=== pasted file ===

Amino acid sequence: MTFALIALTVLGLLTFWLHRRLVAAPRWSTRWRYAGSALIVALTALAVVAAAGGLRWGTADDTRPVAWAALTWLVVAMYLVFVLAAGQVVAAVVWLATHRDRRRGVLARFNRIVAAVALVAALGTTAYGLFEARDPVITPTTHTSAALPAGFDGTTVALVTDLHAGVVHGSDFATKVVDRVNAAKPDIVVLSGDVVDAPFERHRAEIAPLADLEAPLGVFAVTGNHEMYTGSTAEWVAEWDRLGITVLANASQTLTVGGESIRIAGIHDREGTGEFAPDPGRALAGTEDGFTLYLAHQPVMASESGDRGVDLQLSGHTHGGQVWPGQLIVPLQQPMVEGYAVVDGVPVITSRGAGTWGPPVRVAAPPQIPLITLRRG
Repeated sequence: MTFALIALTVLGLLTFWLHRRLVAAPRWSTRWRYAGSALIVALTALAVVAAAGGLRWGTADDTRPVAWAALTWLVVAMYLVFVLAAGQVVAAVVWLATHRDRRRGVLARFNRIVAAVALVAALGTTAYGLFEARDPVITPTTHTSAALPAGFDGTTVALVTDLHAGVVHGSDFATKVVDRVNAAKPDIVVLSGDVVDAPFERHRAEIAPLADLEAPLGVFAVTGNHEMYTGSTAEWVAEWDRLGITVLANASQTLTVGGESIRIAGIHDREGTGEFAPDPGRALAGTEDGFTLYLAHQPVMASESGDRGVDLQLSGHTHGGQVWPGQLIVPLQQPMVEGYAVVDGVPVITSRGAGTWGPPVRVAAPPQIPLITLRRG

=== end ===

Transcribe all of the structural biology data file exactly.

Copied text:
Amino acid sequence: MTFALIALTVLGLLTFWLHRRLVAAPRWSTRWRYAGSALIVALTALAVVAAAGGLRWGTADDTRPVAWAALTWLVVAMYLVFVLAAGQVVAAVVWLATHRDRRRGVLARFNRIVAAVALVAALGTTAYGLFEARDPVITPTTHTSAALPAGFDGTTVALVTDLHAGVVHGSDFATKVVDRVNAAKPDIVVLSGDVVDAPFERHRAEIAPLADLEAPLGVFAVTGNHEMYTGSTAEWVAEWDRLGITVLANASQTLTVGGESIRIAGIHDREGTGEFAPDPGRALAGTEDGFTLYLAHQPVMASESGDRGVDLQLSGHTHGGQVWPGQLIVPLQQPMVEGYAVVDGVPVITSRGAGTWGPPVRVAAPPQIPLITLRRG
Repeated sequence: MTFALIALTVLGLLTFWLHRRLVAAPRWSTRWRYAGSALIVALTALAVVAAAGGLRWGTADDTRPVAWAALTWLVVAMYLVFVLAAGQVVAAVVWLATHRDRRRGVLARFNRIVAAVALVAALGTTAYGLFEARDPVITPTTHTSAALPAGFDGTTVALVTDLHAGVVHGSDFATKVVDRVNAAKPDIVVLSGDVVDAPFERHRAEIAPLADLEAPLGVFAVTGNHEMYTGSTAEWVAEWDRLGITVLANASQTLTVGGESIRIAGIHDREGTGEFAPDPGRALAGTEDGFTLYLAHQPVMASESGDRGVDLQLSGHTHGGQVWPGQLIVPLQQPMVEGYAVVDGVPVITSRGAGTWGPPVRVAAPPQIPLITLRRG